Having said that, I’d also like to point out that these protesters are going to Iraq in the first place because they hold different reasons and opinions than the U.S. government has for waging war there. The last time I checked, having a different opinion than your government isn’t a crime. As long as they don’t interfere with U.S. military operations in Iraq, then I don’t see why they can’t hold hands and sing Kumbaiyah while the bombs drop around them.
For the same reason my Dentist hired a bill collector to take care of a $50 debt that the person refused to pay; you do it for the principle.
By not doing anything, by treating them as if they have done nothing wrong is as good as giving approval for their actions.
Well, suicide is a crime, so I guess some form of punishment can be aimed at them under that line of thought.
Do I think it is treason. No, no more so that protesting in the streets. You can think of it as protesting in their streets.
Someone told me that right now you can’t legally travel to Iraq without permission from the State Department. Is that true? And does it mean that these people won’t be able to get back into the States anyway?
Muad’Dib: By not doing anything, by treating them as if they have done nothing wrong is as good as giving approval for their actions.
However, you haven’t established that they have done anything wrong, legally speaking. If humanitarian “human shielding” is not in fact a crime (any lawyers out there who can tell us for certain?), there’s nothing you can do to them in terms of legal retaliation.
Bear in mind also that even if it is a crime, attempting to prosecute people for engaging in a humanitarian altruistic effort (however misguided) to protect innocent civilians and civilian sites like hospitals and schools would inevitably be a public-relations disaster. “The Americans not only bombed civilian sites and killed their own people who were there to try to save lives, but they took the survivors and threw them in jail!” Swell.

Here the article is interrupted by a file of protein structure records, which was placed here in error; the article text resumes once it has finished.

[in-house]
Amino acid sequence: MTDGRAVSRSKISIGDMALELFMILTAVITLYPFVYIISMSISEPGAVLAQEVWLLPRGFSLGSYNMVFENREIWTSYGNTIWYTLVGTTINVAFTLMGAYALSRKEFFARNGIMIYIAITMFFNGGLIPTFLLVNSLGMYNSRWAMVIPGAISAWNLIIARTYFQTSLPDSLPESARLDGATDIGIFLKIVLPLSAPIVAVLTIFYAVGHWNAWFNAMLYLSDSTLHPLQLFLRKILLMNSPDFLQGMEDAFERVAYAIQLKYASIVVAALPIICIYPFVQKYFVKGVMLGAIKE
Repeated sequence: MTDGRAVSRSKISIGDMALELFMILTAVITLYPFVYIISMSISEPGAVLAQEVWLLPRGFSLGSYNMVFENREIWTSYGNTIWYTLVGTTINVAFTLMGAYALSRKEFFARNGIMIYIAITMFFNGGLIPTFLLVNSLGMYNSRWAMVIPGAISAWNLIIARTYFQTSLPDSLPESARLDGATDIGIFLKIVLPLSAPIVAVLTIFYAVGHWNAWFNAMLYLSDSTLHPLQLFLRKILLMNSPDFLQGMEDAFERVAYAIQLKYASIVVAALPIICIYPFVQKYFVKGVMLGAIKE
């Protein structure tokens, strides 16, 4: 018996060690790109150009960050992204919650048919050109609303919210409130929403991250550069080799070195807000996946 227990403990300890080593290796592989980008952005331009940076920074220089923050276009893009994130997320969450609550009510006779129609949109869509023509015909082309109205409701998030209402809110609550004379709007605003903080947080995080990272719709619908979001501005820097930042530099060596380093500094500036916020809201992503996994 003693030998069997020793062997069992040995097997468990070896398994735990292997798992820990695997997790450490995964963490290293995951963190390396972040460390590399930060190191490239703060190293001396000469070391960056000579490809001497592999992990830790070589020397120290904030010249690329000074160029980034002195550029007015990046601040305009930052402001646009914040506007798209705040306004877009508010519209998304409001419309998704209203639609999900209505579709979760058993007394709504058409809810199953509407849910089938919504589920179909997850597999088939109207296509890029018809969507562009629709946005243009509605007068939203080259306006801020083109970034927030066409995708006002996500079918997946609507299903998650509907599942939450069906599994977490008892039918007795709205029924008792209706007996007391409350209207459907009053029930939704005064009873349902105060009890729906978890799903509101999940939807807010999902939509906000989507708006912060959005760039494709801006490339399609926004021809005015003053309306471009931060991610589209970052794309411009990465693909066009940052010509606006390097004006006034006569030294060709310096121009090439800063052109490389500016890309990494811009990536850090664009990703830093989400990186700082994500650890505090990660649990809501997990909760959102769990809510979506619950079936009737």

Cessandra: Someone told me that right now you can’t legally travel to Iraq without permission from the State Department. Is that true?
I think not: according to the Feb. 10 Consular Information Sheet on Iraq, “Should you intend to travel to Iraq, despite the Travel Warning, passports and visas are required”, as well as special validation (required since 1991). Going to Iraq is extremely Not Recommended by the gummint, but I don’t think it’s illegal.
Well, what is “special validation” – that’s not permission from the State Department?
Cessandra: Well, what is “special validation” – that’s not permission from the State Department?
Maybe; I don’t know the details. In any case, it’s a requirement that’s been in place since 1991, so it isn’t a special restriction due to the situation “right now”.
—Aha, found an article which suggests that it is a crime to travel to Iraq: “With few exceptions – as in the case of journalists, for example – American citizens who use a U.S. passport to travel to, in or through Iraq are in violation of 18 U.S. Code 1544, according to the State Department. The offense is punishable by a fine and imprisonment.” But it’s not the human-shielding activity that is specifically identified as criminal, it’s the mere fact of going to Iraq.